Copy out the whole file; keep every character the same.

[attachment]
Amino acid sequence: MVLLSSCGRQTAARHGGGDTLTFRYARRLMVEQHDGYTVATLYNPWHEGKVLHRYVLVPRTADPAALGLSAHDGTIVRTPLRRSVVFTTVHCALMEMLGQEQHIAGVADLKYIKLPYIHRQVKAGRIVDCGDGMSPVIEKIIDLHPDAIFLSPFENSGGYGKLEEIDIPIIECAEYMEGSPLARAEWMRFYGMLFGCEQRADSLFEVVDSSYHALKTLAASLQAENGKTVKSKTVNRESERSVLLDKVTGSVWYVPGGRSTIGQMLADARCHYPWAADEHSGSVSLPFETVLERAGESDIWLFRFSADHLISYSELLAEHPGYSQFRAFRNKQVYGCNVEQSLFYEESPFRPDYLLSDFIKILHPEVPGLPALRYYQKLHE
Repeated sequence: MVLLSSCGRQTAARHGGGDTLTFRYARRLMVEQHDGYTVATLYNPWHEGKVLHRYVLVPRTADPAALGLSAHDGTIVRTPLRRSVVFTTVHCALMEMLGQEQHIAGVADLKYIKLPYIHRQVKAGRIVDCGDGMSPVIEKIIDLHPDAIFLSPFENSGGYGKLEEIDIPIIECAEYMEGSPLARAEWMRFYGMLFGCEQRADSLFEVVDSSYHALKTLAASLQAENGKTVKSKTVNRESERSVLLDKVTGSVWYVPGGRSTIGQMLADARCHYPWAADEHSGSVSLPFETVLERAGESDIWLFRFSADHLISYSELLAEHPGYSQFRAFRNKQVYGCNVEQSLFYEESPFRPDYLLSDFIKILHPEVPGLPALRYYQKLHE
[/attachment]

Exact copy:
Amino acid sequence: MVLLSSCGRQTAARHGGGDTLTFRYARRLMVEQHDGYTVATLYNPWHEGKVLHRYVLVPRTADPAALGLSAHDGTIVRTPLRRSVVFTTVHCALMEMLGQEQHIAGVADLKYIKLPYIHRQVKAGRIVDCGDGMSPVIEKIIDLHPDAIFLSPFENSGGYGKLEEIDIPIIECAEYMEGSPLARAEWMRFYGMLFGCEQRADSLFEVVDSSYHALKTLAASLQAENGKTVKSKTVNRESERSVLLDKVTGSVWYVPGGRSTIGQMLADARCHYPWAADEHSGSVSLPFETVLERAGESDIWLFRFSADHLISYSELLAEHPGYSQFRAFRNKQVYGCNVEQSLFYEESPFRPDYLLSDFIKILHPEVPGLPALRYYQKLHE
Repeated sequence: MVLLSSCGRQTAARHGGGDTLTFRYARRLMVEQHDGYTVATLYNPWHEGKVLHRYVLVPRTADPAALGLSAHDGTIVRTPLRRSVVFTTVHCALMEMLGQEQHIAGVADLKYIKLPYIHRQVKAGRIVDCGDGMSPVIEKIIDLHPDAIFLSPFENSGGYGKLEEIDIPIIECAEYMEGSPLARAEWMRFYGMLFGCEQRADSLFEVVDSSYHALKTLAASLQAENGKTVKSKTVNRESERSVLLDKVTGSVWYVPGGRSTIGQMLADARCHYPWAADEHSGSVSLPFETVLERAGESDIWLFRFSADHLISYSELLAEHPGYSQFRAFRNKQVYGCNVEQSLFYEESPFRPDYLLSDFIKILHPEVPGLPALRYYQKLHE